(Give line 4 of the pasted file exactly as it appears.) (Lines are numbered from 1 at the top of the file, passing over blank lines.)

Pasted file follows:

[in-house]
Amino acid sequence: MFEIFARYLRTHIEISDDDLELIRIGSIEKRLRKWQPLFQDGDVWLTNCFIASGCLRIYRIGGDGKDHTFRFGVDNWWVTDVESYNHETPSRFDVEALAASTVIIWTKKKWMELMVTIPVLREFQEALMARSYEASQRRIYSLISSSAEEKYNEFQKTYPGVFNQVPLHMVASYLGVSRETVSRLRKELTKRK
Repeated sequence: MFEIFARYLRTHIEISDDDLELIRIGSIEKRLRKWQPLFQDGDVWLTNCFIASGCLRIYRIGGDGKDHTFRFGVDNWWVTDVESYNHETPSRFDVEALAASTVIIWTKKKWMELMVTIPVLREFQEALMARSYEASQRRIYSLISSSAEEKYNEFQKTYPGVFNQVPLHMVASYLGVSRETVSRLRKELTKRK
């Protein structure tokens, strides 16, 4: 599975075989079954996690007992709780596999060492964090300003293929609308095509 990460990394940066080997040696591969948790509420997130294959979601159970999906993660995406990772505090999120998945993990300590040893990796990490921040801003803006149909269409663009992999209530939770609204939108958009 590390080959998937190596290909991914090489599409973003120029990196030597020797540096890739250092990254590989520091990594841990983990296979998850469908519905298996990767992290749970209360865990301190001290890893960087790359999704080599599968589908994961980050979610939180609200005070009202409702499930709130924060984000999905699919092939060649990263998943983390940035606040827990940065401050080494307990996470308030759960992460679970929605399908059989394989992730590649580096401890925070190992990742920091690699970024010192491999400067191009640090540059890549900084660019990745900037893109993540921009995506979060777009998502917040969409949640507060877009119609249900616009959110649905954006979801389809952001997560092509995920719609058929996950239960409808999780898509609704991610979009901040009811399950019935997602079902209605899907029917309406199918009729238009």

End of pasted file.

């Protein structure tokens, strides 16, 4: 599975075989079954996690007992709780596999060492964090300003293929609308095509 990460990394940066080997040696591969948790509420997130294959979601159970999906993660995406990772505090999120998945993990300590040893990796990490921040801003803006149909269409663009992999209530939770609204939108958009 590390080959998937190596290909991914090489599409973003120029990196030597020797540096890739250092990254590989520091990594841990983990296979998850469908519905298996990767992290749970209360865990301190001290890893960087790359999704080599599968589908994961980050979610939180609200005070009202409702499930709130924060984000999905699919092939060649990263998943983390940035606040827990940065401050080494307990996470308030759960992460679970929605399908059989394989992730590649580096401890925070190992990742920091690699970024010192491999400067191009640090540059890549900084660019990745900037893109993540921009995506979060777009998502917040969409949640507060877009119609249900616009959110649905954006979801389809952001997560092509995920719609058929996950239960409808999780898509609704991610979009901040009811399950019935997602079902209605899907029917309406199918009729238009």